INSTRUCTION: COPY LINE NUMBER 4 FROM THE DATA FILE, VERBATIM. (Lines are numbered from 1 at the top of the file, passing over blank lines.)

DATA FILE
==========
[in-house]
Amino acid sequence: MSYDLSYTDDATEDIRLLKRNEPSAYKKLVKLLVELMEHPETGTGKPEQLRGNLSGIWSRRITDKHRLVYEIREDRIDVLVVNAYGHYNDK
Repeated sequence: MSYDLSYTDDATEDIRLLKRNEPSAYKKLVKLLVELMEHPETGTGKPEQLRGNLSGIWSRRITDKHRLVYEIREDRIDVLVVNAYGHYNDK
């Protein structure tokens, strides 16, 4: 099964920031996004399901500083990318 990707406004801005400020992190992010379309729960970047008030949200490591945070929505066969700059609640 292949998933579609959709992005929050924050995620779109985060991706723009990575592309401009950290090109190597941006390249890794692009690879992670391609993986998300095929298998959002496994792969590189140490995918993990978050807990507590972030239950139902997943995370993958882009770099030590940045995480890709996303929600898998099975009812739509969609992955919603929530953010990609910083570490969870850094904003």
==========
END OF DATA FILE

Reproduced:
């Protein structure tokens, strides 16, 4: 099964920031996004399901500083990318 990707406004801005400020992190992010379309729960970047008030949200490591945070929505066969700059609640 292949998933579609959709992005929050924050995620779109985060991706723009990575592309401009950290090109190597941006390249890794692009690879992670391609993986998300095929298998959002496994792969590189140490995918993990978050807990507590972030239950139902997943995370993958882009770099030590940045995480890709996303929600898998099975009812739509969609992955919603929530953010990609910083570490969870850094904003």